Men are less likely to test for HIV or access antiretroviral therapy and, therefore, are more likely to die of AIDS-related illnesses than women, UNAIDS said on Friday.
Around the world, fewer than half of HIV-positive men are getting treatment, compared to 60 percent of women, according to a UNAIDS report released on World AIDS Day.
Men are also more likely than women to start treatment late, interrupt it, and not follow up after treatment.
About 36.7 million people in the world were living with HIV in 2016, but fewer than 21 million people had access to antiretrovirals, according to UNAIDS.
AIDS or related diseases killed one million people worldwide in 2016 and an estimated 1.8 million new infections were reported.
In sub-Saharan Africa, men living with HIV are 20 percent less likely to know their HIV status than women. In the same region, condom use for one-night stands is low among older men, who are also more likely to be HIV-positive.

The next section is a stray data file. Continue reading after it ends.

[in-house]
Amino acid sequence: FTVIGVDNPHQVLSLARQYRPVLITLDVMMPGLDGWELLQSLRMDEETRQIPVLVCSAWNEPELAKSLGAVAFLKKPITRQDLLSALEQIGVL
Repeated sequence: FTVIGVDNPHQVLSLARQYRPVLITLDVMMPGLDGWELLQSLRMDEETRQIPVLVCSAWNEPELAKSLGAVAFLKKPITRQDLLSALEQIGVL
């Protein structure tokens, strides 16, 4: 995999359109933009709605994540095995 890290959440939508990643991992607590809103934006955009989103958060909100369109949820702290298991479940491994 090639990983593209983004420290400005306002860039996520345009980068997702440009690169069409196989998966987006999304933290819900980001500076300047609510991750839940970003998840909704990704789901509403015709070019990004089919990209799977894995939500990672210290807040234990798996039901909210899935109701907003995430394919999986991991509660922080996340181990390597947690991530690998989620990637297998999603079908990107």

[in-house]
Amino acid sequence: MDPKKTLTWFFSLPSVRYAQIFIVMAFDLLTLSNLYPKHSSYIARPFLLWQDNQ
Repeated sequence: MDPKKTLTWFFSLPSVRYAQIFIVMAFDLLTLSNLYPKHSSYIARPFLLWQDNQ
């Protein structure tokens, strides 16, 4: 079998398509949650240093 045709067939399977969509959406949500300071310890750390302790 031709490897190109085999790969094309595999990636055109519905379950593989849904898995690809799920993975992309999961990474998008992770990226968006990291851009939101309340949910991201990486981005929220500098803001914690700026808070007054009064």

"These data are consistent with studies showing a cycle of HIV transmission from older men to younger women, and from adult women to adult men of a similar age in places with high HIV prevalence," said UNAIDS.
Gay men are 24 times more likely to contract HIV than heterosexual men.
In addition, in more than a dozen countries, including Mexico and Nigeria, more than 15 percent of gay men live with AIDS.
UNAIDS also deplored the decline in condom use in Australia, Europe and the United States.
"If we allow complacency to take hold, HIV will take root and our hopes of ending the AIDS epidemic by 2030 will be dashed," said UNAIDS Director Michel Sidibe.
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